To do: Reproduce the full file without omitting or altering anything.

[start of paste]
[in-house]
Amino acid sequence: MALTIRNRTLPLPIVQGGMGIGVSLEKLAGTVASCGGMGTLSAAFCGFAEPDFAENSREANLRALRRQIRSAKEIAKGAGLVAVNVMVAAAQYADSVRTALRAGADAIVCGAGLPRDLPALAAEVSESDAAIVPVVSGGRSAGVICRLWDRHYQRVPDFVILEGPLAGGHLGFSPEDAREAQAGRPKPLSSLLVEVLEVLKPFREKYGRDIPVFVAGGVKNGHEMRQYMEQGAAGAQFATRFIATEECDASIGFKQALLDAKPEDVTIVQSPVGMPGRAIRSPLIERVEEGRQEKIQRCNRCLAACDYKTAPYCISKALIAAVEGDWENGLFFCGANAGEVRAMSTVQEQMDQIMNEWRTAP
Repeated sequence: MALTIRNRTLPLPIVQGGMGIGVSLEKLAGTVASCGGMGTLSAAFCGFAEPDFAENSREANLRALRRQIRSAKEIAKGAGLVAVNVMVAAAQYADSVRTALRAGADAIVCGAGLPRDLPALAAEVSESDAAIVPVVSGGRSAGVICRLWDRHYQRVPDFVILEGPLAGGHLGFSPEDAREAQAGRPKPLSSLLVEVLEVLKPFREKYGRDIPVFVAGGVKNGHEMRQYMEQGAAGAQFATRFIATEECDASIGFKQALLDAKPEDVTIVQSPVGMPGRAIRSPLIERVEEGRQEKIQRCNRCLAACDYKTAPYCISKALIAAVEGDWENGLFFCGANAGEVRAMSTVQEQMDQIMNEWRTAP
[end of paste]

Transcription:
[in-house]
Amino acid sequence: MALTIRNRTLPLPIVQGGMGIGVSLEKLAGTVASCGGMGTLSAAFCGFAEPDFAENSREANLRALRRQIRSAKEIAKGAGLVAVNVMVAAAQYADSVRTALRAGADAIVCGAGLPRDLPALAAEVSESDAAIVPVVSGGRSAGVICRLWDRHYQRVPDFVILEGPLAGGHLGFSPEDAREAQAGRPKPLSSLLVEVLEVLKPFREKYGRDIPVFVAGGVKNGHEMRQYMEQGAAGAQFATRFIATEECDASIGFKQALLDAKPEDVTIVQSPVGMPGRAIRSPLIERVEEGRQEKIQRCNRCLAACDYKTAPYCISKALIAAVEGDWENGLFFCGANAGEVRAMSTVQEQMDQIMNEWRTAP
Repeated sequence: MALTIRNRTLPLPIVQGGMGIGVSLEKLAGTVASCGGMGTLSAAFCGFAEPDFAENSREANLRALRRQIRSAKEIAKGAGLVAVNVMVAAAQYADSVRTALRAGADAIVCGAGLPRDLPALAAEVSESDAAIVPVVSGGRSAGVICRLWDRHYQRVPDFVILEGPLAGGHLGFSPEDAREAQAGRPKPLSSLLVEVLEVLKPFREKYGRDIPVFVAGGVKNGHEMRQYMEQGAAGAQFATRFIATEECDASIGFKQALLDAKPEDVTIVQSPVGMPGRAIRSPLIERVEEGRQEKIQRCNRCLAACDYKTAPYCISKALIAAVEGDWENGLFFCGANAGEVRAMSTVQEQMDQIMNEWRTAP